Cha Gio: Cha Gio!

May 2, 2005



A much-younger Winnie rushes into the small and colorful restaurant, passing bamboo plants and walls lined with local art. She heads to the back where she deposits her backpack and kisses her petite and kind-faced mother, MRS. LE. Winnie straps on her red apron.

Mrs. Le hands her a plate of golden cha gio and says something in Vietnamese to her daughter. Winnie stacks the plate on her arm with another plate of vegetables and herbs and heads out into the restaurant again.

She sets the plates down on a table where a younger, then-unknown TY PENNINGTON sits alone. He smiles like a gentleman.


Anything else?


Not yet, thanks.

Winnie returns the smile.


Good to see you again.

She heads off into the back of the restaurant to help her mother, leaving Ty alone to enjoy Mrs. Le’s famous cha gio.


Winnie dips rice paper in a bowl of hot water and lays it on a towel. Caryn spoons filling on a sheet and precariously rolls it up. Vic stands over the stove, frying the fresh cha gio.


Do you think if I wrote him a fan letter and mentioned that I can make cha gio, he’d respond?


Isn’t that why I’m teaching you?

Winnie watches Caryn over her shoulder.


Roll them tight.


I am. Can we try one now?

Vic strains the rolls and puts them in a colander lined with paper towels.


Yeah, let’s try em!

Winnie adds some red leaf lettuce to the garnish plate and hands it over to Vic. They each take a hot spring roll and wrap it in the lettuce with some fresh herbs.



She holds the little plate of dipping sauce out. Caryn and Vic dip their rolls in the sauce and devour the cha gio. Vic adds more rolls to the oil and they all reach for another cooked one to eat.


My mom will be so proud of you!

Caryn accepts the praise like a little child. The clock behind Winnie catches her eye.


Oh! It’s eight o’clock! Ty’s on!

Cha Gio Restaurant has recently merged with Wild Curry Thai, but Mrs. Le still cooks the traditional Vietnamese fare that has made the restaurant an Atlanta favorite for nearly thirty years.

Cha Gio Restaurant

132 10th Street

Atlanta, GA 30309

(404) 885-9387 ph.

Mrs. Le’s Cha Gio (Spring Rolls)


1/2 cup finely chopped fresh chicken

1/2 cup rehydrated dried black fungus

1/2 cup cooked bean threads

1/2 cup chopped white onion

1/2 cup fresh crab meat

1/2 cup raw chopped shrimp meat

1/2 cup shredded carrots

1/2 cup bean sprouts

1 egg

fish sauce, to taste

1/4 teaspoon white pepper

8 round sheets of rice paper (or more, as needed)

vegetable oil for frying

Fresh vegetable and herb platter to eat with spring rolls (red leaf lettuce, mint, cilantro, basil.)

Nwoc Cham (Dipping Sauce):

1/4 cup shredded carrots

Tuong Ot Toi (crushed red pepper sauce), to taste

1 TB. lemon juice

1 tsp. granulated sugar

1/2 cup boiling water

fish sauce, to taste

For filling: In a bowl, mix together the chicken, black fungus, bean threads, white onion, green onion, crab meat, shrimp, carrots, bean sprouts, egg, fish sauce and white pepper. Set aside.

Dip each sheet of rice paper in warm water and place on a clean towel, just as you are ready to fill and roll. Put sheet on a flat surface. Put about 1/4 cup filling across bottom 1/3 of rice sheet. Fold 1/3 of sheet on left side over mixture and repeat with the right side. Starting at the bottom, carefully roll up as tightly as possible. Place spring rolls on platter.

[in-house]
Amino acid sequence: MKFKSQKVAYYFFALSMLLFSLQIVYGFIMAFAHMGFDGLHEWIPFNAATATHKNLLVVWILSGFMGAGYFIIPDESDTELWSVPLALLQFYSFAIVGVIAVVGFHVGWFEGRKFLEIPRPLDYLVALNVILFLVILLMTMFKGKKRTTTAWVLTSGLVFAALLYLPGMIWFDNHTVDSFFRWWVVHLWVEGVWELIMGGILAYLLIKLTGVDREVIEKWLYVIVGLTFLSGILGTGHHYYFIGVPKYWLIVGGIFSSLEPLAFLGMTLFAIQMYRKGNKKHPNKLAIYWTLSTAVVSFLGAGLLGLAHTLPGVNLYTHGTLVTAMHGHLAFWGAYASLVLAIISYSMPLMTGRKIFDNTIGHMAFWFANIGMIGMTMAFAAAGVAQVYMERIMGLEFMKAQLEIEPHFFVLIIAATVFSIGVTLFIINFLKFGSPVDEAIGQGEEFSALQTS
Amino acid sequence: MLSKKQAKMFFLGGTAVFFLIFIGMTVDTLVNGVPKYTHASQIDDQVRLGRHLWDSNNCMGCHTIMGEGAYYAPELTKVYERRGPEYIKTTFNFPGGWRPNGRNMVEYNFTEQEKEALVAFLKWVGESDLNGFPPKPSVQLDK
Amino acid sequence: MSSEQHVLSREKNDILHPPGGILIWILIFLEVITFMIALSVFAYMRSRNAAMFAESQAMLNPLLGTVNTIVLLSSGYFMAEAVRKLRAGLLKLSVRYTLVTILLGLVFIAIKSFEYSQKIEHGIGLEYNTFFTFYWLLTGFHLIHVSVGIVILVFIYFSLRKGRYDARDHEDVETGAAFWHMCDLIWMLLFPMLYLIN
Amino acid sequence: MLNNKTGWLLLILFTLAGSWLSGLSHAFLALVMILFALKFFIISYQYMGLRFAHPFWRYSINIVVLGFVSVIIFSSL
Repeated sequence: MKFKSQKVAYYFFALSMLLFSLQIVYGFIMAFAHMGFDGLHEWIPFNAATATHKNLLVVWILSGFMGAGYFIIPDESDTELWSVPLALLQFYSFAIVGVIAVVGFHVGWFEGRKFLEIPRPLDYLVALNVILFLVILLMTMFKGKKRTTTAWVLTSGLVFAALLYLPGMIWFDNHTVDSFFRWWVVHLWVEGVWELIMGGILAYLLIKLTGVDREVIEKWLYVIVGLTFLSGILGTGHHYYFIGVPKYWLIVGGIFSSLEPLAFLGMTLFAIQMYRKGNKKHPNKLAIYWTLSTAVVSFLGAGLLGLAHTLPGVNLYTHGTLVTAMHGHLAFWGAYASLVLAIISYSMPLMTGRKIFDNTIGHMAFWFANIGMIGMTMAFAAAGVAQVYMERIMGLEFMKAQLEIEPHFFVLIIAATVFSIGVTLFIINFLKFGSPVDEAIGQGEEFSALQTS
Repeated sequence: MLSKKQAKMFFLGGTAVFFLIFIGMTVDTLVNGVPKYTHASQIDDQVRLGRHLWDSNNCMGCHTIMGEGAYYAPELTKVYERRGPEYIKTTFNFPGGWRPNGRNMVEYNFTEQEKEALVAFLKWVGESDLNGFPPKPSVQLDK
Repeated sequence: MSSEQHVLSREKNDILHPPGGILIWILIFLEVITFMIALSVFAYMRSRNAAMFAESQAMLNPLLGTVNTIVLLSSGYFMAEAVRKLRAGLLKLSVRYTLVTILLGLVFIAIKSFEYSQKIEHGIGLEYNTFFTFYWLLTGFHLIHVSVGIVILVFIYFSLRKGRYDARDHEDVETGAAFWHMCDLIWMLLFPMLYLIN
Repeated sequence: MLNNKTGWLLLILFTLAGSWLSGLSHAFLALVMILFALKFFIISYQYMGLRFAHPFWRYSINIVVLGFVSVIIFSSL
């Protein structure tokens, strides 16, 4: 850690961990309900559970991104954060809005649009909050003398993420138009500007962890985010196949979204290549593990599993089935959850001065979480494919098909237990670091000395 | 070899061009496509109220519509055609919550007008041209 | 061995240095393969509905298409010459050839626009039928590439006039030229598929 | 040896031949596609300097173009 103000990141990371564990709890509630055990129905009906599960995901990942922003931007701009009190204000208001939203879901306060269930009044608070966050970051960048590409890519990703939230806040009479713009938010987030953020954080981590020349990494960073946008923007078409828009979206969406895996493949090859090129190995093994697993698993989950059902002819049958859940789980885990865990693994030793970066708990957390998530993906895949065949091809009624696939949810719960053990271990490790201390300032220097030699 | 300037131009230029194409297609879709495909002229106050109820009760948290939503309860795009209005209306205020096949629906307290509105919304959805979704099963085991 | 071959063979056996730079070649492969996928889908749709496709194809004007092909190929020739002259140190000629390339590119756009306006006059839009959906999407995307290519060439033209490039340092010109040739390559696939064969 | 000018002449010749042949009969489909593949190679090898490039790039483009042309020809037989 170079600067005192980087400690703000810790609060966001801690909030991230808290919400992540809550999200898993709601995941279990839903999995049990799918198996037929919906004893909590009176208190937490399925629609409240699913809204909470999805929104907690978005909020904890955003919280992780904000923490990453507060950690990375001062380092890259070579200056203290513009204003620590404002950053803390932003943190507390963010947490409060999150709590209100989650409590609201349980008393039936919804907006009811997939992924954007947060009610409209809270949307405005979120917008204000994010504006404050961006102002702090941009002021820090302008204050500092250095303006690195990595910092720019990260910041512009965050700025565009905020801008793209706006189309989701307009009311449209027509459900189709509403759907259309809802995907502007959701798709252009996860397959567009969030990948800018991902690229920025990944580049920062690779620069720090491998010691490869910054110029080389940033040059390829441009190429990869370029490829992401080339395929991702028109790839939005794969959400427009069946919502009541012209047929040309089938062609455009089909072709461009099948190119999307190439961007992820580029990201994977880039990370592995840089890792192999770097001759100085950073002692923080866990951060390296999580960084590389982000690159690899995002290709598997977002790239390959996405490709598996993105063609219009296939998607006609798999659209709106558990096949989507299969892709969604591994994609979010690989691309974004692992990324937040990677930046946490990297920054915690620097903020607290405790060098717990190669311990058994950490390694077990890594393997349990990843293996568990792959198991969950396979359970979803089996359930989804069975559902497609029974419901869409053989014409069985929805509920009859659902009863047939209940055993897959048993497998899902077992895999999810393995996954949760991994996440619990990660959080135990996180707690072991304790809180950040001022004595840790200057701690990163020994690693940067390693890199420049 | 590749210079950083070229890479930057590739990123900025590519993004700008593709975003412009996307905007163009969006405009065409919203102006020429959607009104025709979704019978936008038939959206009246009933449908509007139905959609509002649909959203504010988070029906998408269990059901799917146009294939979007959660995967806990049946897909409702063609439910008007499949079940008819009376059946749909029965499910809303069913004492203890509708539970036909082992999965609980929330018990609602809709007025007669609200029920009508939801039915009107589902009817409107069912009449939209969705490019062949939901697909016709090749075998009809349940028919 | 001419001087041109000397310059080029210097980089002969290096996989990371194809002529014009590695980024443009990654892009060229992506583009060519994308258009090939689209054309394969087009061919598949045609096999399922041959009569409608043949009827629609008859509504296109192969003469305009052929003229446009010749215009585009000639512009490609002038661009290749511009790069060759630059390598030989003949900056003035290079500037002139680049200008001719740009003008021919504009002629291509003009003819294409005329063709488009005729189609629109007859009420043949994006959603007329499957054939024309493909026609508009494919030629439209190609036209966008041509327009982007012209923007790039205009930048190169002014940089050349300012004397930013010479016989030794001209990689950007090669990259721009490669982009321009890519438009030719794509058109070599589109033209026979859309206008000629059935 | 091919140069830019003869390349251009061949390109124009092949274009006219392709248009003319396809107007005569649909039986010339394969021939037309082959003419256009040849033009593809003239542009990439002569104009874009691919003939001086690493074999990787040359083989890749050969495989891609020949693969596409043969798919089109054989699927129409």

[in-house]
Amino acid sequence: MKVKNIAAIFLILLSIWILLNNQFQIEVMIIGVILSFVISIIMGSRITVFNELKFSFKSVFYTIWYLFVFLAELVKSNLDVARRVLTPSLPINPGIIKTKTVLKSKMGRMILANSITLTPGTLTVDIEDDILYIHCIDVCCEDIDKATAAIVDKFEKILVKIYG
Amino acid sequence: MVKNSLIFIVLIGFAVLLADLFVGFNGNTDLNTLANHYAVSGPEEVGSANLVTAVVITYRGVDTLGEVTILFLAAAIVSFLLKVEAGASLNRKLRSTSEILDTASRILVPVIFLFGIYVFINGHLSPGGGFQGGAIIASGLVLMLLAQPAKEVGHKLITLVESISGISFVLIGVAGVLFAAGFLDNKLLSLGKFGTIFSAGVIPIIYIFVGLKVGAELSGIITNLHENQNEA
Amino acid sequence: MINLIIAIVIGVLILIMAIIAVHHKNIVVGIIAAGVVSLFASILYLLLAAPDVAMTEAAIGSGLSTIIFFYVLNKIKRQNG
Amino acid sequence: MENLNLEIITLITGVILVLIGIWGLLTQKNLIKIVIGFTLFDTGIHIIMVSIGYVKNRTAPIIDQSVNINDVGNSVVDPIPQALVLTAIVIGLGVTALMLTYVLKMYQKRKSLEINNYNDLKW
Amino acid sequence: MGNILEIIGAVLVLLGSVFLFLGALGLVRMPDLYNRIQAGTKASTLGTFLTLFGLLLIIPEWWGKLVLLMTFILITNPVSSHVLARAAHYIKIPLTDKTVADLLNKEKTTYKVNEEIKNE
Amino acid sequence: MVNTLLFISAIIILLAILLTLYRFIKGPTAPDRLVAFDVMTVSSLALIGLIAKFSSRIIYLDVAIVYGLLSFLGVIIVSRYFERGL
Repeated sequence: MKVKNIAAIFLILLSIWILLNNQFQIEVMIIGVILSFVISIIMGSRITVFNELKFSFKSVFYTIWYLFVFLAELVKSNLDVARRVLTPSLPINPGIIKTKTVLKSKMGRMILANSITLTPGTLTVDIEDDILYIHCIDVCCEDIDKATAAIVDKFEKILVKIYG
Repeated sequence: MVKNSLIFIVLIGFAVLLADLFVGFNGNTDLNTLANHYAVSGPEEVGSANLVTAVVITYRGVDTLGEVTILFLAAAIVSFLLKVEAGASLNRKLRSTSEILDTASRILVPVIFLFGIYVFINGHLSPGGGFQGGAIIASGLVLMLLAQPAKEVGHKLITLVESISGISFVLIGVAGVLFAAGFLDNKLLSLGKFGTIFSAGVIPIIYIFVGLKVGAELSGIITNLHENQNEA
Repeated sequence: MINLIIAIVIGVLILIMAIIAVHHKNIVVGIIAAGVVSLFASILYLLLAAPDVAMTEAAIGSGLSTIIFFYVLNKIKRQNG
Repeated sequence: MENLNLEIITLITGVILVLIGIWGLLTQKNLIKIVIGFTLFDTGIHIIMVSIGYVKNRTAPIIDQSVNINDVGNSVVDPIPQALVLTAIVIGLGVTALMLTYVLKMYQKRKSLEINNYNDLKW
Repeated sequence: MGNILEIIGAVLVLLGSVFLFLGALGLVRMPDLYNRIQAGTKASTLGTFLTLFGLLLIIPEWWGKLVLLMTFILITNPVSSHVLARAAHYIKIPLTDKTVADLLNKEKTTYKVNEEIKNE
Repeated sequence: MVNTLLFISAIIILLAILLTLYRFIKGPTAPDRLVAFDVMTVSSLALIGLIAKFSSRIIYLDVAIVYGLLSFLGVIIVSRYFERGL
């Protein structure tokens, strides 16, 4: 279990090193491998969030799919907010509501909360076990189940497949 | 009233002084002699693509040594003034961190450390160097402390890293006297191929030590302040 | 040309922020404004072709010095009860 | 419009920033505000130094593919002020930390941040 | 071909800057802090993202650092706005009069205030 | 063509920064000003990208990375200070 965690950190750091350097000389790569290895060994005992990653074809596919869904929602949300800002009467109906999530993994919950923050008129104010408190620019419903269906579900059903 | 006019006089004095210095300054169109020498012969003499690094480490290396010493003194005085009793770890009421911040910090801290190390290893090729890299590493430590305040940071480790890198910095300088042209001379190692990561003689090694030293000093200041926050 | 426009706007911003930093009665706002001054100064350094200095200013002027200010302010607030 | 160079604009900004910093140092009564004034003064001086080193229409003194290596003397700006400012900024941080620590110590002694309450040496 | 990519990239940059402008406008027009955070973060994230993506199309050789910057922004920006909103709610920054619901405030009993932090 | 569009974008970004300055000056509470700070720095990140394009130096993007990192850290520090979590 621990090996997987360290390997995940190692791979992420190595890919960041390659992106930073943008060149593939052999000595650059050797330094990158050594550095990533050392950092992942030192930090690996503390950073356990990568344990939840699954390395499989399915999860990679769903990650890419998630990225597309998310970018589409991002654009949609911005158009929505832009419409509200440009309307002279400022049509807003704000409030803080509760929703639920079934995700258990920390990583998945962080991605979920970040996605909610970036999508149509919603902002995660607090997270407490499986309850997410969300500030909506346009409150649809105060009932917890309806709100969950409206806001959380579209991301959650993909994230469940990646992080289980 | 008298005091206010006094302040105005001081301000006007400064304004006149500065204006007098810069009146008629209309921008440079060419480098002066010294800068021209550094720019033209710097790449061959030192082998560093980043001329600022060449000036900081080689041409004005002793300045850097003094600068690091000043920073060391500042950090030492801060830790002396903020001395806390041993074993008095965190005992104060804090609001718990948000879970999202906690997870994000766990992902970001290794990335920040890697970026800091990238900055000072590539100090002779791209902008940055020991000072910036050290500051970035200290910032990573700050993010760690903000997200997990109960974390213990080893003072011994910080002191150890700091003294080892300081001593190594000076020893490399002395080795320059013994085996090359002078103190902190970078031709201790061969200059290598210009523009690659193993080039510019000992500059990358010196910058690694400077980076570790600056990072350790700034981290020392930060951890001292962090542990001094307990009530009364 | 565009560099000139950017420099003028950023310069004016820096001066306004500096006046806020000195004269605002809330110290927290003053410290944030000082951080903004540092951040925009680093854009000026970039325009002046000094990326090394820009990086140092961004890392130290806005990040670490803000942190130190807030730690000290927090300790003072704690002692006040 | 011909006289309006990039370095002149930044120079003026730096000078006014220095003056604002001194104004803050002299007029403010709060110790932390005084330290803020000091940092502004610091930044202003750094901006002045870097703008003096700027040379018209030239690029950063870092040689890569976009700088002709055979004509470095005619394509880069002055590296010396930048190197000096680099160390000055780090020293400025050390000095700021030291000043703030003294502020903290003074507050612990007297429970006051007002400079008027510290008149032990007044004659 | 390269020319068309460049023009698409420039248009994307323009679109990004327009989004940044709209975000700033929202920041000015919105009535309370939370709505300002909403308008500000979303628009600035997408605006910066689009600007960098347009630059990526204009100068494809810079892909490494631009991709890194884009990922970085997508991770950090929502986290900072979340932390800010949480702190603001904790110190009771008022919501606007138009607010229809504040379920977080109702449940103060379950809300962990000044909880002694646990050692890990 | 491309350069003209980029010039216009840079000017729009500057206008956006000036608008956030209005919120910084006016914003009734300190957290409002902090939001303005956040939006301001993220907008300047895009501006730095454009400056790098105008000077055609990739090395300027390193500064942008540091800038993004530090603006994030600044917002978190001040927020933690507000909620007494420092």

When all spring rolls are completed, heat 1 to 2 inches of vegetable oil in a wok or deep skillet to 350 degrees. Place spring rolls in the hot oil folded side down to keep them from breaking. Cook 2 to 4 minutes per side or until they are a golden brown and ends are brown indicating that the ingredients are done. Drain and serve immediately.

For dipping sauce: Put carrots, crushed red pepper sauce, lemon juice and sugar in a small serving bowl. Pour the boiling water over the ingredients. Add the fish sauce to taste. Stir to mix. Serve.

Makes about 8 spring rolls.

7 thoughts on “Cha Gio: Cha Gio!

  1. Sally

    Once again my mouth waters at the sight of your pictures! AmyBee, my sister, introduced me to your site and I LOVE it! I made the chocolate cream pie for a small dinner party last night. What a hit! It was just as delicious as it looks! YUM!

    Now to try the spring rolls…

  2. Danno

    Those look fantastic! I could live on spring rolls, now I have to make some! I’ll have to try your dipping sauce, mine is similar but a miso base! Very nice, I’m inspired!

  3. caryn

    Sally, I get so excited when someone makes one of the recipes. Isn’t that pie fantastic? I need to make again…very soon…

    Tara, there’s a way of testing the oil with a chopstick, but I haven’t quite figured it out.

    Danno, the nwac cham is a standard Vietnamese sauce that goes with just about everything. I love it! And I had to do some persuading to post this recipe, so do try them!! :)

  4. HP

    Regarding the testing of oil temperature with a chopstick, this is what I was told before. Insert a dry chopstick into the hot oil at the centre of the pan, make sure that the end of chopstick touches the bottom. When you see bubbles rising from the chopstick end at the bottom, the oil is hot enough for deep drying.

    Hope that this helps.

    BTW, I love your blog :)

  5. caryn

    Thanks, HP! That is exactly the method. I tried it once, but my chopstick started to burn. I think I waited too long before testing the oil…

  6. blue

    what brand of wrappers are u using? i’ve been trying to find wrappers that fry up golden brown but have been unsuccessful, help, can you post what brand you used?


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